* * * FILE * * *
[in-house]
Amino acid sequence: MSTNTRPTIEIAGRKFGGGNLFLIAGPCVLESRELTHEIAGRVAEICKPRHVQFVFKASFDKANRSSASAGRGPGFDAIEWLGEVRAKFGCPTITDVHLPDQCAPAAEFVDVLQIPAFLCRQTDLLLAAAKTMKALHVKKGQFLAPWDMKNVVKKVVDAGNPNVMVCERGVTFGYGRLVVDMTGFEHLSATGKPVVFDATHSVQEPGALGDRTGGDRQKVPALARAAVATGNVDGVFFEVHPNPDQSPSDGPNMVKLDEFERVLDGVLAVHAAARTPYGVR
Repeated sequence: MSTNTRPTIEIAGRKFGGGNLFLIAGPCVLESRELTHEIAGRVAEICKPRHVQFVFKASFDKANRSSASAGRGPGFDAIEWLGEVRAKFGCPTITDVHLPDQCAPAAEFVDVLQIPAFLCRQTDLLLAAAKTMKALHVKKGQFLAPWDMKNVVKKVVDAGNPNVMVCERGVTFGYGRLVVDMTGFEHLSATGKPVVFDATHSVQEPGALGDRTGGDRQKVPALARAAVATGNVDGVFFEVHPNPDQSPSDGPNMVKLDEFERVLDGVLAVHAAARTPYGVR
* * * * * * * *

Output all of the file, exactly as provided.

[in-house]
Amino acid sequence: MSTNTRPTIEIAGRKFGGGNLFLIAGPCVLESRELTHEIAGRVAEICKPRHVQFVFKASFDKANRSSASAGRGPGFDAIEWLGEVRAKFGCPTITDVHLPDQCAPAAEFVDVLQIPAFLCRQTDLLLAAAKTMKALHVKKGQFLAPWDMKNVVKKVVDAGNPNVMVCERGVTFGYGRLVVDMTGFEHLSATGKPVVFDATHSVQEPGALGDRTGGDRQKVPALARAAVATGNVDGVFFEVHPNPDQSPSDGPNMVKLDEFERVLDGVLAVHAAARTPYGVR
Repeated sequence: MSTNTRPTIEIAGRKFGGGNLFLIAGPCVLESRELTHEIAGRVAEICKPRHVQFVFKASFDKANRSSASAGRGPGFDAIEWLGEVRAKFGCPTITDVHLPDQCAPAAEFVDVLQIPAFLCRQTDLLLAAAKTMKALHVKKGQFLAPWDMKNVVKKVVDAGNPNVMVCERGVTFGYGRLVVDMTGFEHLSATGKPVVFDATHSVQEPGALGDRTGGDRQKVPALARAAVATGNVDGVFFEVHPNPDQSPSDGPNMVKLDEFERVLDGVLAVHAAARTPYGVR